Why are bank charges like icebergs?
Posted on the 23rd August 2016 in SME blog
Foreign exchange and international payments are tricky markets to navigate as a business. Whether paying suppliers, accountants or rent, it’s usually obvious exactly how much you’re paying. The foreign exchange market is very different, and here’s why.
Whereas the majority of prices you encounter in the rest of your business remain relatively stable, the exchange rate between two currencies can vary on a minute-by-minute basis. If your suppliers suddenly raised their prices by 20% one day you’d asked questions, however, most businesses just consider exchange rate fluctuation to be a cost of international business. Unfortunately, this is the unavoidable nature of the market. The problem arises because banks like to take advantage of this volatility.
Banks, while advertising “0% fees”, “free transfers” or “£15 transaction fee”, are actually hiding their true fees (you see why they’re like icebergs?). The truth is, every time a bank offers you an exchange rate outside of the market rate (the rate at which the largest banks and financial institutions trade) they’re making a profit at your expense. Let’s say £1 is worth €1.19 at the market rate, banks may offer the rate of €1.18 – for each £100 you sell, you should be buying €119 euros (at market rates) but with banks you’re only actually receiving €118 (the miss €1 being the hidden profit made by the bank). It may be easy to ignore this as being a small cost, but let’s imagine you want to sell £1,000,000; suddenly you’re €10,000 short. Banks can set their exchange rates wherever they want and often set much more unfavourable rates. See how this can really add up? (For more bank manipulation, see the forex scandal of 2015).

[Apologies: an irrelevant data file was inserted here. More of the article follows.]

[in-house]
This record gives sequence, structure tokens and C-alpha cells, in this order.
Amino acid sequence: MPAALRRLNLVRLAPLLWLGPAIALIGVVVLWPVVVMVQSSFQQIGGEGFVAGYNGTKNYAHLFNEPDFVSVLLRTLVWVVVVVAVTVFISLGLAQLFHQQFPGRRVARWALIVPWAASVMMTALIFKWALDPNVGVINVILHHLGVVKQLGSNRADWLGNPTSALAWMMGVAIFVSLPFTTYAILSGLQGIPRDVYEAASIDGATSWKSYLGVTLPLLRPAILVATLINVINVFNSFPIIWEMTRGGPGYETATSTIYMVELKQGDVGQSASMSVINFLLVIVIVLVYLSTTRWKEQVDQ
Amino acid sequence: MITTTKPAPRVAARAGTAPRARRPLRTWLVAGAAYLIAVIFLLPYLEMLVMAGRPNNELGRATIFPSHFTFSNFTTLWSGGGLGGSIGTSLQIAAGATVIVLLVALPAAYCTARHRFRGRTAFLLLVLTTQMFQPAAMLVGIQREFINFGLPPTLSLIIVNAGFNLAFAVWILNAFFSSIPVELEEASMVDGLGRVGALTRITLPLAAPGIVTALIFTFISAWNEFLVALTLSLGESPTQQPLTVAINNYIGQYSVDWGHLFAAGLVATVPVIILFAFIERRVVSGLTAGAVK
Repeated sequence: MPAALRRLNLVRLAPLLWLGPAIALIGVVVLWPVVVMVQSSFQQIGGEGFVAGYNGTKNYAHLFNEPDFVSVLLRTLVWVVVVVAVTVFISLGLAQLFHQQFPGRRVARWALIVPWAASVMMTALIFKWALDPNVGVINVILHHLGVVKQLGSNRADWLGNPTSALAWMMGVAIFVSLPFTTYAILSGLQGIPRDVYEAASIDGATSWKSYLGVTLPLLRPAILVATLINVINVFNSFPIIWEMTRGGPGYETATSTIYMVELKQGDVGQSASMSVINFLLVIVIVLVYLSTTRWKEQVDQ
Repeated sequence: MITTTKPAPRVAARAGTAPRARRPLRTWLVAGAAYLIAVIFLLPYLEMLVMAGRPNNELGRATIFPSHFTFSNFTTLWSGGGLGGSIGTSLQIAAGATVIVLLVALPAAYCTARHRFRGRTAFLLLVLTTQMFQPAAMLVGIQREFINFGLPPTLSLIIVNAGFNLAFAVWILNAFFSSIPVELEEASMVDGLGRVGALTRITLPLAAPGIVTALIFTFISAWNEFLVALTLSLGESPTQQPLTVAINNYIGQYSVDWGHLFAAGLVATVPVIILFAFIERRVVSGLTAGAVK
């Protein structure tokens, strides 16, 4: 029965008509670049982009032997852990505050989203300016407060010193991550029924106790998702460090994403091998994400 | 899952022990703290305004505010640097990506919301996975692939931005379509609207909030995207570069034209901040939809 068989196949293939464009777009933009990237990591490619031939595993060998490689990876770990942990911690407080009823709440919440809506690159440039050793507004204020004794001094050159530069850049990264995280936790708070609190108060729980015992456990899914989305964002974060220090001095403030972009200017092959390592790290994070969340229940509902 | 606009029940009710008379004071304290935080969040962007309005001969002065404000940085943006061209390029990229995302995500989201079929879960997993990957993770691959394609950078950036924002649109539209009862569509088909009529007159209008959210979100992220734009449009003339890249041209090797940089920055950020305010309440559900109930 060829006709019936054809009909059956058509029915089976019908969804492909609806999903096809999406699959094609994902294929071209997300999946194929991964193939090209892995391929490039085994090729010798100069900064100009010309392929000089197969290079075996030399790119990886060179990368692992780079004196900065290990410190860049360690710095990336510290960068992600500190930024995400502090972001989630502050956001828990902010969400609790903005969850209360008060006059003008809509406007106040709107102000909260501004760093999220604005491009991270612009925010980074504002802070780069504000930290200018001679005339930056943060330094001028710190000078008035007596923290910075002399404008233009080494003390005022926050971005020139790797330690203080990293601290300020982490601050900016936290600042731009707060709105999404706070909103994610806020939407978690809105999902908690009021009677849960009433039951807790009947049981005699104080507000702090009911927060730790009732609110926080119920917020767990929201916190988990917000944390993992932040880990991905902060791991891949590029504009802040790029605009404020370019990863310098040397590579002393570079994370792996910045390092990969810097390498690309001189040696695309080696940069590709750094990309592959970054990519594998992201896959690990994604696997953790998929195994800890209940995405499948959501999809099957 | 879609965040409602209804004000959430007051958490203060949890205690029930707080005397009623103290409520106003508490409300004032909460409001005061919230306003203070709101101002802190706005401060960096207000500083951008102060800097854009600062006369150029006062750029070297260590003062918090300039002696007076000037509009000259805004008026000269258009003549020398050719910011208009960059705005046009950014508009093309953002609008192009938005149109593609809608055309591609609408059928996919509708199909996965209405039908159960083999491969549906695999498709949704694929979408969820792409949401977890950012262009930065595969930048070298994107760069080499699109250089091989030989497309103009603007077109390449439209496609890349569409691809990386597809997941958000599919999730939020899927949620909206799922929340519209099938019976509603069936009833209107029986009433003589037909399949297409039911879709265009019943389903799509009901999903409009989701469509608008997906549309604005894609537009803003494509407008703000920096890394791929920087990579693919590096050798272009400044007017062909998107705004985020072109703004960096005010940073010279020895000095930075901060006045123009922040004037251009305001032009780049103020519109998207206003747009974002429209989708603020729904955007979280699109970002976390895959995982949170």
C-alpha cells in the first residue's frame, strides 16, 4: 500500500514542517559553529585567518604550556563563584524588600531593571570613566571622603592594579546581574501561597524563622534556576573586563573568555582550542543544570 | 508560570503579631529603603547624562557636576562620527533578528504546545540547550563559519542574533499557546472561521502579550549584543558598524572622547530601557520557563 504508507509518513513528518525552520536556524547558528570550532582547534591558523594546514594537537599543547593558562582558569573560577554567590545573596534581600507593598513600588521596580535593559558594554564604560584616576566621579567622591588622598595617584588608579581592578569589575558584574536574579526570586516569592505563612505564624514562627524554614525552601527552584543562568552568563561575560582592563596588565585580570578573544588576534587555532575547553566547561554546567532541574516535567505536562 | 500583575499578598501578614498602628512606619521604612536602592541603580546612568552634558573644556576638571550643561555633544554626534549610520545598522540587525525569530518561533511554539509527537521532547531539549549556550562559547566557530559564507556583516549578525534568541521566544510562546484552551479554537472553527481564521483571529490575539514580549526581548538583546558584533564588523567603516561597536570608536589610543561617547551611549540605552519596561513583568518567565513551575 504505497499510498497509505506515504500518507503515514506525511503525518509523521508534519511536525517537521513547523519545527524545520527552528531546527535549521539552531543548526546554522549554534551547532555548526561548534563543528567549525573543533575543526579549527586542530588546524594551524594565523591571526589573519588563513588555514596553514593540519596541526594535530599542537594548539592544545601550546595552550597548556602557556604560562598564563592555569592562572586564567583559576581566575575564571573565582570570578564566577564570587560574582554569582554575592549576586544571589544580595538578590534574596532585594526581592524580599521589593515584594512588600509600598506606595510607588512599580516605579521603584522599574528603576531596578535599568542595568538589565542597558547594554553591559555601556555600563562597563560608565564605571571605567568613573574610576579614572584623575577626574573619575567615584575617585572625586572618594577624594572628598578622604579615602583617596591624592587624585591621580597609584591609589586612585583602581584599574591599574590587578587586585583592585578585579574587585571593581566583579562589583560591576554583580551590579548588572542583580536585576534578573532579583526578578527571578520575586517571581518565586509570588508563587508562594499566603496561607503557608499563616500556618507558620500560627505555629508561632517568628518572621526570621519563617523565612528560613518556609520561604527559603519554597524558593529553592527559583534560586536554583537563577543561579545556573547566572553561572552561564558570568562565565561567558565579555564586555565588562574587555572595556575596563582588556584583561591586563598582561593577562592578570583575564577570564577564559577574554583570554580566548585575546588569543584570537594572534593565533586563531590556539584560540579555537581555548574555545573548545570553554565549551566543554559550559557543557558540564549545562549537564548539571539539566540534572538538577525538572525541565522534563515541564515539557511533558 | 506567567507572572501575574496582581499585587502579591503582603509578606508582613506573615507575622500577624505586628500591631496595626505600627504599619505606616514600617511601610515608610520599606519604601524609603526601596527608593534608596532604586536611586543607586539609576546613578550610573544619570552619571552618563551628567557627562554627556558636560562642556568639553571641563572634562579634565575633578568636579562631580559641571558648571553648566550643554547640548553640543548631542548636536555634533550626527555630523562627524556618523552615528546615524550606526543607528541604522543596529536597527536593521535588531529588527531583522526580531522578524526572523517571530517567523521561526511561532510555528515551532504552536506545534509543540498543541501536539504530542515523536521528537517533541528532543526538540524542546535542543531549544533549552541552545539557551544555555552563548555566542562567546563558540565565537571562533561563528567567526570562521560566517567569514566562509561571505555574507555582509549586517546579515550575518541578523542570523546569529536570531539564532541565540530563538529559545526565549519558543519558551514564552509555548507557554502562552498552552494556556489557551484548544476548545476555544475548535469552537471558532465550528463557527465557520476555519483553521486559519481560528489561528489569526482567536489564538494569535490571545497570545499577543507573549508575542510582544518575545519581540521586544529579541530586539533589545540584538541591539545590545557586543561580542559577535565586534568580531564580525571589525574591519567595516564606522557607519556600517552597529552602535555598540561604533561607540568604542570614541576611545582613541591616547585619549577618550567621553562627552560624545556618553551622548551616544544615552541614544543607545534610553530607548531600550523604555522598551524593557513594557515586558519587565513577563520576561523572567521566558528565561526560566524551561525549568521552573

Banks are hiding up to 96% of transaction fees in their exchange rates
We commissioned one of the world’s leading payment specialists to investigate these hidden fees and they found that hidden fees can account for an astonishing 96% of the total transaction cost of sending money overseas, depending on the fixed fee you’re paying. By offering a rate lower than the market exchange rate, they can make a profit of up to 4% of the transaction value per trade. That’s £3,000 in an average transaction of £75,000.
It’s not just the cost that shocked us, it’s the complete lack of openness and transparency.
This is what we’re going to change.
Money Mover provides a platform for businesses to make and manage all of their international payments easily and at low cost. Of course, we charge a fee for international payments, but we’re completely up-front and transparent in our prices. We’re empowering businesses to make informed decisions by showing both the rate we’ll give you and the market rate.
We challenge you to ask your bank about the rate you’re getting!
For more information, visit us at www.moneymover.com.
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